Encouraging progress

Tonight I went out on the 20, specifically to practise a few ‘skills’ in a deserted car park.

After many years of only occasional riding, last year I set myself two objectives: learn to mount with my ‘wrong’ (right) foot down; and learn to idle.

Many hours sweating away learning to idle later…

Tonight I was practising one footed idling, with the free foot NOT on the fork crown… and noticing what a relief it was to get my foot ‘safely’ back on the crown after a few idles. It reminded me of my brief and inglorious rock climbing career (I’m afraid of heights) when someone told me, ‘If you try enough times to make a difficult move, the narrow ledge you keep going back to will start to feel like a dance floor.’

And on my way back to the car, I took a 1/2 mile short cut, in the dark, on a 20 with a smooth tyre, across icy puddles and patches of frozen rutted mud… a route which less than a year ago, in daylight and dry conditions, was enough to make me think, ‘Wow! I’m glad I bought this 26 inch MUni, it will go over almost anything!’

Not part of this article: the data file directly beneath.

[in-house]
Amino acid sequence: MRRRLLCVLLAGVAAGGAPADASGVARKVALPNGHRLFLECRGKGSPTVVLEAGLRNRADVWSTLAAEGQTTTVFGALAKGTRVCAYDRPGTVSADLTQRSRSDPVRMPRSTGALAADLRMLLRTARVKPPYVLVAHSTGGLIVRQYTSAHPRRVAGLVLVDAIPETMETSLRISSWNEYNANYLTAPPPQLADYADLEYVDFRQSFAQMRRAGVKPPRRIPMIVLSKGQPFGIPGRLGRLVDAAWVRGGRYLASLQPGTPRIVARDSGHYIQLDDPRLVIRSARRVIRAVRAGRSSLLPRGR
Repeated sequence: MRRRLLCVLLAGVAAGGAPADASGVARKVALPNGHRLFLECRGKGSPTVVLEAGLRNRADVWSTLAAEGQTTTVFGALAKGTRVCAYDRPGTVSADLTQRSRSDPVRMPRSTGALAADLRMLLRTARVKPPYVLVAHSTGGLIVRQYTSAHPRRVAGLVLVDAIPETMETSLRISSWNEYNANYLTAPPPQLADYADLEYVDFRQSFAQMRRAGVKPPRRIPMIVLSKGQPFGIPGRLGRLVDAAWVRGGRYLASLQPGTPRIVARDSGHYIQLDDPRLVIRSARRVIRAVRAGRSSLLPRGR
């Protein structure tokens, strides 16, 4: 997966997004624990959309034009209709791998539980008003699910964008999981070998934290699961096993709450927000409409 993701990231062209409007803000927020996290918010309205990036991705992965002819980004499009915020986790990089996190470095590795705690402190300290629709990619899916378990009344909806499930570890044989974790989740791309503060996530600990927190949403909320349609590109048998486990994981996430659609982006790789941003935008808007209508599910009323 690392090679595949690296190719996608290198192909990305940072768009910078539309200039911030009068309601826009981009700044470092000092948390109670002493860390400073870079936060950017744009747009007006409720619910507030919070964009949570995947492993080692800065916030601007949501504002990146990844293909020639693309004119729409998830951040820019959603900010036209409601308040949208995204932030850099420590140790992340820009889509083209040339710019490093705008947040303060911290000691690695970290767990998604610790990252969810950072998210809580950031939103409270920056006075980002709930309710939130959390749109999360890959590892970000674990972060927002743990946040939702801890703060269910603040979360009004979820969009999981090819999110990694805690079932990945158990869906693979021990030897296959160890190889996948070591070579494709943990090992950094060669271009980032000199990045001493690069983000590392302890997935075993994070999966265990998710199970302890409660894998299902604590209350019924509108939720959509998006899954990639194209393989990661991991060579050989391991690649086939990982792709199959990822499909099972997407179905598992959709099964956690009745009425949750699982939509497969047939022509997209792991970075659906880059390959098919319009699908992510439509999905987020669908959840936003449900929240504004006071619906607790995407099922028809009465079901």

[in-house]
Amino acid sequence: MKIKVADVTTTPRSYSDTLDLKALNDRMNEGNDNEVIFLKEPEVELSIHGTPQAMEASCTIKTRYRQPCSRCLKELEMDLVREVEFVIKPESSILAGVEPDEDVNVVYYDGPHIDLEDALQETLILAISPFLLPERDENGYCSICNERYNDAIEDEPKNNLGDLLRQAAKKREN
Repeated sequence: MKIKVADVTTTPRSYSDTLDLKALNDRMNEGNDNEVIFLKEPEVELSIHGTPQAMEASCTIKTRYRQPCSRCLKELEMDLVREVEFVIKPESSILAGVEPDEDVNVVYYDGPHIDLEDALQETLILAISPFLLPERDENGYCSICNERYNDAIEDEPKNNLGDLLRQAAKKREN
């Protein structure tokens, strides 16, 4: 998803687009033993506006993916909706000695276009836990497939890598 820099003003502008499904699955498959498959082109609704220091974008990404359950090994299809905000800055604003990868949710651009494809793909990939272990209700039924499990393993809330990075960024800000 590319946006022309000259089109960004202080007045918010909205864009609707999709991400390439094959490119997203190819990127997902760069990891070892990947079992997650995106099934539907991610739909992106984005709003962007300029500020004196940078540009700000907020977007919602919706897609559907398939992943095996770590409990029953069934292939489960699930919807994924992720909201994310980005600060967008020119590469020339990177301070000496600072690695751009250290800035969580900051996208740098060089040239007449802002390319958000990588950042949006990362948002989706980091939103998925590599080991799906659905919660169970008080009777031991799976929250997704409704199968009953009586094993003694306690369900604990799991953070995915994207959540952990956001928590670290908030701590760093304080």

So two lessons here for the next crop of beginners: practice makes progress, and you will suddenly realise how much you’ve developed; and the skill and experience of the rider is more important than the spec. of the machine.

Re: Encouraging progress

I always find that really weird… when you go back to a trail or obstacle that you remember giving up or or having a really tough time on, only to find that it’s a fraction of the challenge it used to be. In some ways it’s disappointing… “I came all the way out here for that?” … but then you realise what a difference so little time makes…



Congratulations on your progress! I’ve only tried a tiny bit of one-foot idling with the free foot off but it was enough to realise how hard it is. As you will be able to read in my latest thread, yesterday was my 1st real muni ride. I suppose I started myself off on a difficult track but it was more fun that way. There were quite a few drops with neither smooth ‘take-offs’ nor smooth landings that I couldn’t do and I’m just really hoping that I will make as much progress with my muni as I have with other unicycling. I really want to be able to ride these technical, rocky single-tracks soon. Muni’s great fun.